He was shown around by Yad Vashem’s chairman, Avner Shalev, and its director of libraries, Dr Robert Rozett, as well as Britain’s chief rabbi, Ephraim Mirvis, who later said a prayer for the souls of the martyred victims of the Holocaust at a moving remembrance ceremony.
The Chief Rabbi said: ‘Today’s visit to Yad Vashem was profoundly moving and deeply inspiring. The Duke of Cambridge is a figurehead for a younger generation and he has previously mentioned to me that he feels a particular responsibility to ensure that the lessons of the Holocaust are learned.
‘As the generation of survivors sadly dwindles, there can be no more powerful indication of our commitment to protecting their legacy than the presence of the future Monarch at Yad Vashem.’
William stands next to chairman of Yad Vashem, Avner Shalev, during the memorial in Jerusalem today
Prince William speaks to schoolchildren at the Yad Vashem Holocaust Memorial and Museum today
For the 36-year-old William, the trip marks a high-profile visit that could burnish his international credentials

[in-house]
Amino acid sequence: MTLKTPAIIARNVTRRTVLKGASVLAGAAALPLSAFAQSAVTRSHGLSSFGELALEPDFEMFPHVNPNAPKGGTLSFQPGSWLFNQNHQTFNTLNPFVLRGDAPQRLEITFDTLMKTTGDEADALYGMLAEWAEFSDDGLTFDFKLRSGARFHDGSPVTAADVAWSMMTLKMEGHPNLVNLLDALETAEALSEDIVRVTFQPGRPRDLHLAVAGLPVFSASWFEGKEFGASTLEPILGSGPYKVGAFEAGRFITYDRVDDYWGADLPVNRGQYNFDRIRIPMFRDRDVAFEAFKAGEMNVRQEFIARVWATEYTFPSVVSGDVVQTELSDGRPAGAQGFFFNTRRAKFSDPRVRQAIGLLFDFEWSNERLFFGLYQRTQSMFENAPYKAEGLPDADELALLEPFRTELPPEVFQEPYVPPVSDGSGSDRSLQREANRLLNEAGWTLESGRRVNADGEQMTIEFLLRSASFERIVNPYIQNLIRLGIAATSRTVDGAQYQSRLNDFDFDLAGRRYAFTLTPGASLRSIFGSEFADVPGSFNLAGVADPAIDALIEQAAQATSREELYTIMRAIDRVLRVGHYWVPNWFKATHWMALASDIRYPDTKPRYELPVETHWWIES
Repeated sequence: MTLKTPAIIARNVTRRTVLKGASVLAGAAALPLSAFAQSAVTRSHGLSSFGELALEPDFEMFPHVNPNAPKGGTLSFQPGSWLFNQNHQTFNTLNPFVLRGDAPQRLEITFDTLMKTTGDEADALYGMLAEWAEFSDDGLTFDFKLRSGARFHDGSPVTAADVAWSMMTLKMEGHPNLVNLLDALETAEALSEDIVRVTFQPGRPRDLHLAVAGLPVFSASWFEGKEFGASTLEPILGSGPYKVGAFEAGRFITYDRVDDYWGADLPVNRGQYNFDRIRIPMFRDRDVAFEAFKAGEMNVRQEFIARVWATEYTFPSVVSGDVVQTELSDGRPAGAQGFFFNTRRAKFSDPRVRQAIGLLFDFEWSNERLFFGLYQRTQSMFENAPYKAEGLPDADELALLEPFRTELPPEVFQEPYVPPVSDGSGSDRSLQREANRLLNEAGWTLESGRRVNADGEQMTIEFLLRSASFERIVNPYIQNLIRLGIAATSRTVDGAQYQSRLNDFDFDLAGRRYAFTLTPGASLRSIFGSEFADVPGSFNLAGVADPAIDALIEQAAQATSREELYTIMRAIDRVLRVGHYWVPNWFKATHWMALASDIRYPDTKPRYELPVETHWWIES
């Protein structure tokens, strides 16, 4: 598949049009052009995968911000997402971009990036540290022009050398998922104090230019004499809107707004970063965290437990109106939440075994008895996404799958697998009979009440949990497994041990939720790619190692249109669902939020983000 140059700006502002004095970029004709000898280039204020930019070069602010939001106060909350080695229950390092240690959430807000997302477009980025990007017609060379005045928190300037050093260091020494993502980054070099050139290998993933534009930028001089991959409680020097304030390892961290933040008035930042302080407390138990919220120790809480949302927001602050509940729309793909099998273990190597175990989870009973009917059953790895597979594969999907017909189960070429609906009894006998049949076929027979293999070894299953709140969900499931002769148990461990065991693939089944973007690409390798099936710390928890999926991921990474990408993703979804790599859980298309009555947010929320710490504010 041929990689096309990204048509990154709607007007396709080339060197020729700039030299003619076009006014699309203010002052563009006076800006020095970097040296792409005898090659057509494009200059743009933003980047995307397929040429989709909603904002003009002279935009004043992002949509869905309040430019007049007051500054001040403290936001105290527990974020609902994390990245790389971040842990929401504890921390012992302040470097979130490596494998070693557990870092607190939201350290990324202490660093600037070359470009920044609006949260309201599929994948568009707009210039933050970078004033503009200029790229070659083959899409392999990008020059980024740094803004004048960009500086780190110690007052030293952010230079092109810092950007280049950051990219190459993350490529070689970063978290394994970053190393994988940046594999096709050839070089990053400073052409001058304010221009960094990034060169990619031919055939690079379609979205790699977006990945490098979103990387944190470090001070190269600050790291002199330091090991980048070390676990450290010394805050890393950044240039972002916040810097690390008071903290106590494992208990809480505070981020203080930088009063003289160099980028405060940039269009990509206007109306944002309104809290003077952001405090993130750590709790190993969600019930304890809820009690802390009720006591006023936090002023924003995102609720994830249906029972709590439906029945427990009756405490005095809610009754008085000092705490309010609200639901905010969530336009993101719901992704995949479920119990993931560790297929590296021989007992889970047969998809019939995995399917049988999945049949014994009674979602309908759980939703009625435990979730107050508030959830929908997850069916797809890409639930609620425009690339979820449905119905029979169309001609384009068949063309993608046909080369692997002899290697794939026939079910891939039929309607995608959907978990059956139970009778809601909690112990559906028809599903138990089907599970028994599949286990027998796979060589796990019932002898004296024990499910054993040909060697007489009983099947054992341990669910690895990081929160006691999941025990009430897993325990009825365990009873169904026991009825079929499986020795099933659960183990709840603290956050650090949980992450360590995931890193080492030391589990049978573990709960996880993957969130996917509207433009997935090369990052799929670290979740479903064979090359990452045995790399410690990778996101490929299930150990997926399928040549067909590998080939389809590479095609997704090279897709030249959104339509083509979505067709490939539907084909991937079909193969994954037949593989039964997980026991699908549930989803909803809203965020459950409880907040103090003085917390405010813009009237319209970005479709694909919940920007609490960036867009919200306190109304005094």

Prince William and chairman of Yad Vashem, Avner Shalev, stand during the ceremony in Jerusalem today
William’s kippah was a gift from the Chief Rabbi and was inscribed inside: ‘Let us go up to the House of the God of Jacob. For the Torah shall come forth from Zion and the word of the Lord from Jerusalem.’ (Isaiah 2:3)
Among the survivors the prince met was Henry Foner, who was just six when his prescient father Max Lichwitz, a prominent lawyer in Berlin, sent his son on the Kindertransport to Britain in 1938.
Bewildered and homesick, he was fostered by a Jewish family in Swansea, the Foners.
Henry had already lost his mother at a young age and from the moment they parted, his father wrote him an almost daily postcard in German.
On Henry’s seventh birthday Mr Lichwitz telephoned him from Berlin but as his son had already forgotten his native language they began to converse in English.
Henry’s ‘adopted’ parents kept every postcard and letter he was ever sent from his family and gave them to him on his wedding day.